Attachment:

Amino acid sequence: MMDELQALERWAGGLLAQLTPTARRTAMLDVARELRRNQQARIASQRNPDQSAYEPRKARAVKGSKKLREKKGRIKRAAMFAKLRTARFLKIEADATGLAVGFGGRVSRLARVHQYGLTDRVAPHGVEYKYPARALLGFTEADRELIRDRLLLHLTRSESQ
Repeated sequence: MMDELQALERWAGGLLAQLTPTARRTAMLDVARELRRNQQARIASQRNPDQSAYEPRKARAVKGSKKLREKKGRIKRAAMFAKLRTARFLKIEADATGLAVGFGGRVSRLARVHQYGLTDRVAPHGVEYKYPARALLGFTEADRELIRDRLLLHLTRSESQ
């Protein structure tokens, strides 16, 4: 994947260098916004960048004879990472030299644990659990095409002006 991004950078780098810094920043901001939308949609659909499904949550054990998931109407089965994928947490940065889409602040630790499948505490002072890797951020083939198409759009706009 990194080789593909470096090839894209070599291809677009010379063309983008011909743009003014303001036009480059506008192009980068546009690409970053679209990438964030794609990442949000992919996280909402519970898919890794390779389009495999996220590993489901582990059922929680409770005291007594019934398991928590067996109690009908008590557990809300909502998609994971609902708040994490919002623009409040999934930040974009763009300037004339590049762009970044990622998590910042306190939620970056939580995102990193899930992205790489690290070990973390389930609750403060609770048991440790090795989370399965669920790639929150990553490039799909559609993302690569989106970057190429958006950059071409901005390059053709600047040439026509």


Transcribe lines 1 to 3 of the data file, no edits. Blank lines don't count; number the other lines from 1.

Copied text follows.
Amino acid sequence: MMDELQALERWAGGLLAQLTPTARRTAMLDVARELRRNQQARIASQRNPDQSAYEPRKARAVKGSKKLREKKGRIKRAAMFAKLRTARFLKIEADATGLAVGFGGRVSRLARVHQYGLTDRVAPHGVEYKYPARALLGFTEADRELIRDRLLLHLTRSESQ
Repeated sequence: MMDELQALERWAGGLLAQLTPTARRTAMLDVARELRRNQQARIASQRNPDQSAYEPRKARAVKGSKKLREKKGRIKRAAMFAKLRTARFLKIEADATGLAVGFGGRVSRLARVHQYGLTDRVAPHGVEYKYPARALLGFTEADRELIRDRLLLHLTRSESQ
């Protein structure tokens, strides 16, 4: 994947260098916004960048004879990472030299644990659990095409002006 991004950078780098810094920043901001939308949609659909499904949550054990998931109407089965994928947490940065889409602040630790499948505490002072890797951020083939198409759009706009 990194080789593909470096090839894209070599291809677009010379063309983008011909743009003014303001036009480059506008192009980068546009690409970053679209990438964030794609990442949000992919996280909402519970898919890794390779389009495999996220590993489901582990059922929680409770005291007594019934398991928590067996109690009908008590557990809300909502998609994971609902708040994490919002623009409040999934930040974009763009300037004339590049762009970044990622998590910042306190939620970056939580995102990193899930992205790489690290070990973390389930609750403060609770048991440790090795989370399965669920790639929150990553490039799909559609993302690569989106970057190429958006950059071409901005390059053709600047040439026509």